Skip to main content

NCAA Considering Change To Controversial Targeting Rule

A closeup of a Nike football on the field during a game.

NORMAN, OK - OCTOBER 1: A general view of the game football taken during the game between the Oklahoma Sooners and the Kansas State Wildcats on October 1, 2005 at Memorial Stadium in Norman, Oklahoma. The Sooners won 43-21. (Photo by Ronald Martinez/Getty Images)

One of the most controversial rules in college football could change in the near future. The NCAA is considering a minor adjustment to the targeting rule for the 2020 season.

The NCAA Football Rules Committee met this week to discuss potential rule changes. Fans shouldn't expect a massive change to the targeting rule, but the proposed change makes a lot of sense.

Although the automatic ejection will remain the same, players that are called for targeting might be able to remain on the sidelines with their team. Players currently have to go to the locker room after a targeting foul.

Every other aspect of the targeting rule would stay the way it is right now. If the committee wants to make any potential changes to the rulebook they would need to propose them by April 16.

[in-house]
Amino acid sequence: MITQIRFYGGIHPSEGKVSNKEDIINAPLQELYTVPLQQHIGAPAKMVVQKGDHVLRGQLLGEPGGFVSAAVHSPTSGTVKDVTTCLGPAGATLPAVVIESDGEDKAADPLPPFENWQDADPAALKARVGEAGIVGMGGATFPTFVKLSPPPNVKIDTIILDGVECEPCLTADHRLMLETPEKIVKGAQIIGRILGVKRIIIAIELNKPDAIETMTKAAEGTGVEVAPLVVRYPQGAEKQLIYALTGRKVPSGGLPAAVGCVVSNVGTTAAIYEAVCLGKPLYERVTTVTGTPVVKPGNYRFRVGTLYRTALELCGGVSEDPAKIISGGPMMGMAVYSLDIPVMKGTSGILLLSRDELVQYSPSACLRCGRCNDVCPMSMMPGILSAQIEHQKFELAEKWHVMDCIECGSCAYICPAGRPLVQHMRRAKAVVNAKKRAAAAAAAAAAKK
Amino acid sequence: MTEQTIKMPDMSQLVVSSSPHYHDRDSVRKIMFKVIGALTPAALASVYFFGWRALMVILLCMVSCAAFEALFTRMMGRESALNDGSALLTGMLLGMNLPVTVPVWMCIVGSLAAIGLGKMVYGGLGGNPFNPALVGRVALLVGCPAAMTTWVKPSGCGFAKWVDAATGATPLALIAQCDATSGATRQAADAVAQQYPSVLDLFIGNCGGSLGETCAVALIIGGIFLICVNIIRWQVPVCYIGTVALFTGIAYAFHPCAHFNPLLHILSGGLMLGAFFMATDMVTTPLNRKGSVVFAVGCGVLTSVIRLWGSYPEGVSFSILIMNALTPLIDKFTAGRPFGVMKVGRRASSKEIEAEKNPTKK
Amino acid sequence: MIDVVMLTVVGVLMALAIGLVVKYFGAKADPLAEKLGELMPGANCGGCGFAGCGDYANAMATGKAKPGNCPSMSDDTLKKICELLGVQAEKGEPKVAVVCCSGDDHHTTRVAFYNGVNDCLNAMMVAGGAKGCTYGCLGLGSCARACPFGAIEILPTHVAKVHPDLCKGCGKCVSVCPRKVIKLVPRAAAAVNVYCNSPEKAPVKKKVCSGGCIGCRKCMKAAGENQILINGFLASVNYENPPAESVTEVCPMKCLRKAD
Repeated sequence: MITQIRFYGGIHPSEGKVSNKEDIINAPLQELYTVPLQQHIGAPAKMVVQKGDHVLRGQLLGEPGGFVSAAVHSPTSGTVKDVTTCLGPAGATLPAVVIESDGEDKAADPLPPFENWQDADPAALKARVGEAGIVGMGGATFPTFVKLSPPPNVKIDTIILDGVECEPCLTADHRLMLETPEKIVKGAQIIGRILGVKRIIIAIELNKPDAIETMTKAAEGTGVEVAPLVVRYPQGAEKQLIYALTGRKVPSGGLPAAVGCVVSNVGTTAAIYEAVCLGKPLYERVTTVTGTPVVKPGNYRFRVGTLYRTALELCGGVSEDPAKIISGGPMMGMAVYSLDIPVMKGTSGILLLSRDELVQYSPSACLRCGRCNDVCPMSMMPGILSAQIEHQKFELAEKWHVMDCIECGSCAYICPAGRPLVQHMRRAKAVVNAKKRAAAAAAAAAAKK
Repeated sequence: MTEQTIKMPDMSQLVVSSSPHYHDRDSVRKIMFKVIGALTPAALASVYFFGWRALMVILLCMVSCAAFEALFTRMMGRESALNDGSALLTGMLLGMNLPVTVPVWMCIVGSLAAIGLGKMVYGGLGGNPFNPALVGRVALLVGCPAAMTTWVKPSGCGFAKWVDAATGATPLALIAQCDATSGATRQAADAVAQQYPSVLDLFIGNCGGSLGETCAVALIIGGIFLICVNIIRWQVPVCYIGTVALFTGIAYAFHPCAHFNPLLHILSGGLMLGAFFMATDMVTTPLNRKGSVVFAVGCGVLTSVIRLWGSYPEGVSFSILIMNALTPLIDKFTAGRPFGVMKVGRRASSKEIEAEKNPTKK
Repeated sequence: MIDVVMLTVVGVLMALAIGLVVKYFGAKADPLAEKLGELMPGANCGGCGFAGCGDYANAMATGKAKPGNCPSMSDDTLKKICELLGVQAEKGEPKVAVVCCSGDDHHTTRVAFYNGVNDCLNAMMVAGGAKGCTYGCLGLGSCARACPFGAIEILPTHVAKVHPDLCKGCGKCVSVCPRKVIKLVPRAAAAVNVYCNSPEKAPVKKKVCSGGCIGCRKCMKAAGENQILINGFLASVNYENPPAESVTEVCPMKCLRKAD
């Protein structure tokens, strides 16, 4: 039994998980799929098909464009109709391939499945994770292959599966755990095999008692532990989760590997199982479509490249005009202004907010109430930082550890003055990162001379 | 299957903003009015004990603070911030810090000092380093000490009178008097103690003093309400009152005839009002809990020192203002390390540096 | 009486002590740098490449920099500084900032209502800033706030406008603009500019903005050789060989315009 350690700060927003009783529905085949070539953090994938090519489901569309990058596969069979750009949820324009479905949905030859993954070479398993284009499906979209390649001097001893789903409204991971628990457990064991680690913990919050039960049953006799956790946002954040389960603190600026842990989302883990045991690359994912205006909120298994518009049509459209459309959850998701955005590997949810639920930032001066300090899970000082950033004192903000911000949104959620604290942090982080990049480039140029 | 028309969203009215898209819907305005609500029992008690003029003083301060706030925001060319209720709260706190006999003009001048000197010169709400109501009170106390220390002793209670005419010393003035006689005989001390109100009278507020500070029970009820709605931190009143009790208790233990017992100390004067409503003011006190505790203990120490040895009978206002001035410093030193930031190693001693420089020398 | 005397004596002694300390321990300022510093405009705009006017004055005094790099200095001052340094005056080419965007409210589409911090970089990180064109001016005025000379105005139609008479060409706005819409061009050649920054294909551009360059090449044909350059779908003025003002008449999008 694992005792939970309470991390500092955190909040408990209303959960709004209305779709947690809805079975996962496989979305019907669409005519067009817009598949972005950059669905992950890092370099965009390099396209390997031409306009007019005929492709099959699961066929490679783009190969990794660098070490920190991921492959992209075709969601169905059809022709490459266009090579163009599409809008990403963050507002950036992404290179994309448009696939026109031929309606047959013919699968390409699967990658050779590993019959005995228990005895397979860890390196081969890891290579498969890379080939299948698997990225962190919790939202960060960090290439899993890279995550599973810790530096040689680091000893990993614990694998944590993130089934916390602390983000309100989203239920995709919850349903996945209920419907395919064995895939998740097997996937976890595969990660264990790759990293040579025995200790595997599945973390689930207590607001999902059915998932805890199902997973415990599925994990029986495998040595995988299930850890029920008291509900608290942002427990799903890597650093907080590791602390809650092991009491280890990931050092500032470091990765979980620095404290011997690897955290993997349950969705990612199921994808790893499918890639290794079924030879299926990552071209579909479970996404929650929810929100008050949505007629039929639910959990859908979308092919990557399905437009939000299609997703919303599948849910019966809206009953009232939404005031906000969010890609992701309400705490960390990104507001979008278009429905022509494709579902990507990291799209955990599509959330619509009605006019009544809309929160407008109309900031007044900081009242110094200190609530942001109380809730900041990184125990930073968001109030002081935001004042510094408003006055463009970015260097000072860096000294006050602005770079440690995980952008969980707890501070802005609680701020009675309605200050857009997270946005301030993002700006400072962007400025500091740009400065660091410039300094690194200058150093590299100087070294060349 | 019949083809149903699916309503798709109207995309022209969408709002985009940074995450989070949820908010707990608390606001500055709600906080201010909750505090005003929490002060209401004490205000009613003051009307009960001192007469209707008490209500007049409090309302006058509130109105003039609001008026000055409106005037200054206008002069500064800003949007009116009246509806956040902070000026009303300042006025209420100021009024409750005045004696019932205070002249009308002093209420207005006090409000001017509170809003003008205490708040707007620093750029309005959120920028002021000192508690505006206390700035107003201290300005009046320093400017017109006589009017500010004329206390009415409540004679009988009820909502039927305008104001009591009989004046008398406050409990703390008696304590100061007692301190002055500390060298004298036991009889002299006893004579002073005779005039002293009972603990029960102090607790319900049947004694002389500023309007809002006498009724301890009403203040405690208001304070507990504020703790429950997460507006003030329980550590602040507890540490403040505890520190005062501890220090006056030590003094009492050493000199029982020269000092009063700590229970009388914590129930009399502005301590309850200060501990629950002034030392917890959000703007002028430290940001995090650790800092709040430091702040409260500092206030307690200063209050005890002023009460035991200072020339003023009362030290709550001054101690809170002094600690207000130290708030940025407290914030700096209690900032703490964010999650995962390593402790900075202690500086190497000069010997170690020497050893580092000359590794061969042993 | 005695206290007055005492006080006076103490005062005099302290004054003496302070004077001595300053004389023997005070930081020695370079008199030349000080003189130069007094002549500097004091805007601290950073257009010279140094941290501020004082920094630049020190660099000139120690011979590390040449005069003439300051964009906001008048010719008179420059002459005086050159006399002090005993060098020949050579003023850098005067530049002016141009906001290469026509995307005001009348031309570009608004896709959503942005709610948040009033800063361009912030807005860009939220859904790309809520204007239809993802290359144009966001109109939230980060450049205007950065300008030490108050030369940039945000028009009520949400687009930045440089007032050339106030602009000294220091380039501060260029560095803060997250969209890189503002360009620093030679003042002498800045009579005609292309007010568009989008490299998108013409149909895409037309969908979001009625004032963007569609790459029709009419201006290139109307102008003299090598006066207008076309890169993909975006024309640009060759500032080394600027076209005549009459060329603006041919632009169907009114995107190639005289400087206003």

Stanford head coach David Shaw released a statement on this potential change to the targeting rule.

“In reviewing the trends in targeting, the committee is encouraged and pleased with how the rules have clearly had a positive impact on our game,” Shaw said. “We are encouraged by the improvements in the way our officials, our coaches and our players have worked to keep our game exciting and make it safer. We will continue to look for ways to improve our approach to targeting, but we strongly believe we are on the right path.”

The NCAA hasn't finalized anything up to this point, but it's nice to see the committee look for different ways to tweak the rule while also keeping an emphasis on player safety.

Do you like this potential change to the rule?